It has been three years since Businessman Alan Bond and his Australia II broke the 132-year U.S. hold on the America's Cup and put it in a bulletproof glass case in the Royal Perth Yacht Club. Barely a month after that defeat, the first Americans showed up in Perth, followed since by yachtsmen from five other nations, all of them plotting how to wrest the Cup from the Aussies. Last week the joust began.
A record 13 challenging 12-meter yachts--hulls gleaming, sails taut and design breakthroughs as secret as possible--launched a series of up to 255 heats off Fremantle, Perth's port city. Six American syndicates want the chance to confront the Australian defender in the finals at the end of the southern summer next February. So do two teams each from France and Italy, as well as entries from Britain, Canada and New Zealand, whose unique fiber-glass boat was doing well enough last week to draw a protest. This week four Australian boats, including another of Bond's, will begin competing for the honor of defending the Cup.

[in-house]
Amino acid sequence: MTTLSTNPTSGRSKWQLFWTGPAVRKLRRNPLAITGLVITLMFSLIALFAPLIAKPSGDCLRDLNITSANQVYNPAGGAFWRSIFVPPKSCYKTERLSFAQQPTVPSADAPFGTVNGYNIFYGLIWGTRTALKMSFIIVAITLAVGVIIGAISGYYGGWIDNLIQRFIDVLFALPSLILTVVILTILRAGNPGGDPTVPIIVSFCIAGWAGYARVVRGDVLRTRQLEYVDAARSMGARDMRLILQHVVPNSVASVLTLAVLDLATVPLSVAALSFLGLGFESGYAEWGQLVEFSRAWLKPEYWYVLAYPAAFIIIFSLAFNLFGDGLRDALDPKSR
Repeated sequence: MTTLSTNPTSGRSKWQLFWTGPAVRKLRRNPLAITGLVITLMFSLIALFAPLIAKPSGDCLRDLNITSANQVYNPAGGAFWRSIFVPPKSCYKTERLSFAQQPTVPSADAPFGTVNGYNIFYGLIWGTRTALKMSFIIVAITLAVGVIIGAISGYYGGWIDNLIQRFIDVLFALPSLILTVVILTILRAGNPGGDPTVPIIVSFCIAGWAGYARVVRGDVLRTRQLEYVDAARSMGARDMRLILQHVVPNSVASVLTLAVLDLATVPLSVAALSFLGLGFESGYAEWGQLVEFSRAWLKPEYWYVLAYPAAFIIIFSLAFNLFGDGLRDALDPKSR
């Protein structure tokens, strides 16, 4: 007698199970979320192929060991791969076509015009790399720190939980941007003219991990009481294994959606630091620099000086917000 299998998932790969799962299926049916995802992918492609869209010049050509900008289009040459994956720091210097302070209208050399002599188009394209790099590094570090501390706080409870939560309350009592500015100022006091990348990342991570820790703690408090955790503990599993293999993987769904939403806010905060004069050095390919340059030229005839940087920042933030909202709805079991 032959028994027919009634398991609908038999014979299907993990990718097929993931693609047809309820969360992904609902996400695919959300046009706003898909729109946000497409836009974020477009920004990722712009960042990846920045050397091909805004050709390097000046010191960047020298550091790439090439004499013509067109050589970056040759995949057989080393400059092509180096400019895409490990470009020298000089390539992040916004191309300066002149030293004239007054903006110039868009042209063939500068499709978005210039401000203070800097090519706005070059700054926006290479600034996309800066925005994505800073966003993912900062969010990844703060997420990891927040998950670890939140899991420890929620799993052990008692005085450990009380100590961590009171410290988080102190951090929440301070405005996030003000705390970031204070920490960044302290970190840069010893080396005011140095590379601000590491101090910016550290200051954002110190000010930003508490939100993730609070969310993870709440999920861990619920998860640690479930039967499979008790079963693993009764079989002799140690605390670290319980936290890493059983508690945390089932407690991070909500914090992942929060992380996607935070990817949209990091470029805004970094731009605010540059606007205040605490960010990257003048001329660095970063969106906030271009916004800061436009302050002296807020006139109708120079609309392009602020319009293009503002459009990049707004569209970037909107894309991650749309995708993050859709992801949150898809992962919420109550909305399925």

The most promising U.S. entries include the San Diego-based Stars & Stripes '87, skippered by Dennis Conner, who does not want to be remembered only as the man who lost in 1983, and America II, sponsored by the New York Yacht Club, which previously defended the Cup. By the end of the grueling four-month test of skill and technology, an estimated $150 million will have been spent by all hands to determine where America's Cup spends the next three years.